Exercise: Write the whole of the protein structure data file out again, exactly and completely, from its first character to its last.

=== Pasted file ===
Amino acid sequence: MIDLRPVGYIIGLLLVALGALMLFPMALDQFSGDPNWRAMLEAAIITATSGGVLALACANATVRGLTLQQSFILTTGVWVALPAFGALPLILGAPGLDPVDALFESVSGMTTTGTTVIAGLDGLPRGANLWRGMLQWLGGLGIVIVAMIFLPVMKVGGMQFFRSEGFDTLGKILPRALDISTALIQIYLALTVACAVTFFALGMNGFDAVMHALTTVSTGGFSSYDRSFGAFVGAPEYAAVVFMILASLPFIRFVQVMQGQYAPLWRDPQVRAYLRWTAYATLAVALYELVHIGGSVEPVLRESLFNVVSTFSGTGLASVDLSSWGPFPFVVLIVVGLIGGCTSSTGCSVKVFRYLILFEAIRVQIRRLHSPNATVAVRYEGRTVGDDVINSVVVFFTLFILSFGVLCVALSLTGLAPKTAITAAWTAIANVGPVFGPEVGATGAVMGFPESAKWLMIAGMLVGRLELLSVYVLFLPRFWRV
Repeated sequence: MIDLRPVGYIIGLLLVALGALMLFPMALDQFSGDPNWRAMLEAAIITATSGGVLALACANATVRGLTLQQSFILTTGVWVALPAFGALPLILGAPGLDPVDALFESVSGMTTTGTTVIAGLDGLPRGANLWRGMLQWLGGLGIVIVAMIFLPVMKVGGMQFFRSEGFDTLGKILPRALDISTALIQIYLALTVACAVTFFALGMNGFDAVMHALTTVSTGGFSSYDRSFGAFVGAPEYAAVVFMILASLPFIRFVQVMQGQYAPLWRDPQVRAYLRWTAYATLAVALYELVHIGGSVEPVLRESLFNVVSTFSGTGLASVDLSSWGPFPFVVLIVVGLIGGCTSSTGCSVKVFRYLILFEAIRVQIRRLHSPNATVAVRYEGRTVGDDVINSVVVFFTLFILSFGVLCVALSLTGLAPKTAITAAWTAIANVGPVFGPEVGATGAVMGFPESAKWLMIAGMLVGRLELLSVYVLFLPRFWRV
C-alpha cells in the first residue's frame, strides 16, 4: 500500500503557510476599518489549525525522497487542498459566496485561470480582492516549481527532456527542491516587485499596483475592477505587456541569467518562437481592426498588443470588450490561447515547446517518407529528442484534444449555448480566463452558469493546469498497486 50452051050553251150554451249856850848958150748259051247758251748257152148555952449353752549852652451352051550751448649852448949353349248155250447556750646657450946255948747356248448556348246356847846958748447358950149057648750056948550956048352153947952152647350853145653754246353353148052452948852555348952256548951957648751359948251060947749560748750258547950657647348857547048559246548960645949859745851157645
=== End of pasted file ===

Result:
Amino acid sequence: MIDLRPVGYIIGLLLVALGALMLFPMALDQFSGDPNWRAMLEAAIITATSGGVLALACANATVRGLTLQQSFILTTGVWVALPAFGALPLILGAPGLDPVDALFESVSGMTTTGTTVIAGLDGLPRGANLWRGMLQWLGGLGIVIVAMIFLPVMKVGGMQFFRSEGFDTLGKILPRALDISTALIQIYLALTVACAVTFFALGMNGFDAVMHALTTVSTGGFSSYDRSFGAFVGAPEYAAVVFMILASLPFIRFVQVMQGQYAPLWRDPQVRAYLRWTAYATLAVALYELVHIGGSVEPVLRESLFNVVSTFSGTGLASVDLSSWGPFPFVVLIVVGLIGGCTSSTGCSVKVFRYLILFEAIRVQIRRLHSPNATVAVRYEGRTVGDDVINSVVVFFTLFILSFGVLCVALSLTGLAPKTAITAAWTAIANVGPVFGPEVGATGAVMGFPESAKWLMIAGMLVGRLELLSVYVLFLPRFWRV
Repeated sequence: MIDLRPVGYIIGLLLVALGALMLFPMALDQFSGDPNWRAMLEAAIITATSGGVLALACANATVRGLTLQQSFILTTGVWVALPAFGALPLILGAPGLDPVDALFESVSGMTTTGTTVIAGLDGLPRGANLWRGMLQWLGGLGIVIVAMIFLPVMKVGGMQFFRSEGFDTLGKILPRALDISTALIQIYLALTVACAVTFFALGMNGFDAVMHALTTVSTGGFSSYDRSFGAFVGAPEYAAVVFMILASLPFIRFVQVMQGQYAPLWRDPQVRAYLRWTAYATLAVALYELVHIGGSVEPVLRESLFNVVSTFSGTGLASVDLSSWGPFPFVVLIVVGLIGGCTSSTGCSVKVFRYLILFEAIRVQIRRLHSPNATVAVRYEGRTVGDDVINSVVVFFTLFILSFGVLCVALSLTGLAPKTAITAAWTAIANVGPVFGPEVGATGAVMGFPESAKWLMIAGMLVGRLELLSVYVLFLPRFWRV
C-alpha cells in the first residue's frame, strides 16, 4: 500500500503557510476599518489549525525522497487542498459566496485561470480582492516549481527532456527542491516587485499596483475592477505587456541569467518562437481592426498588443470588450490561447515547446517518407529528442484534444449555448480566463452558469493546469498497486 50452051050553251150554451249856850848958150748259051247758251748257152148555952449353752549852652451352051550751448649852448949353349248155250447556750646657450946255948747356248448556348246356847846958748447358950149057648750056948550956048352153947952152647350853145653754246353353148052452948852555348952256548951957648751359948251060947749560748750258547950657647348857547048559246548960645949859745851157645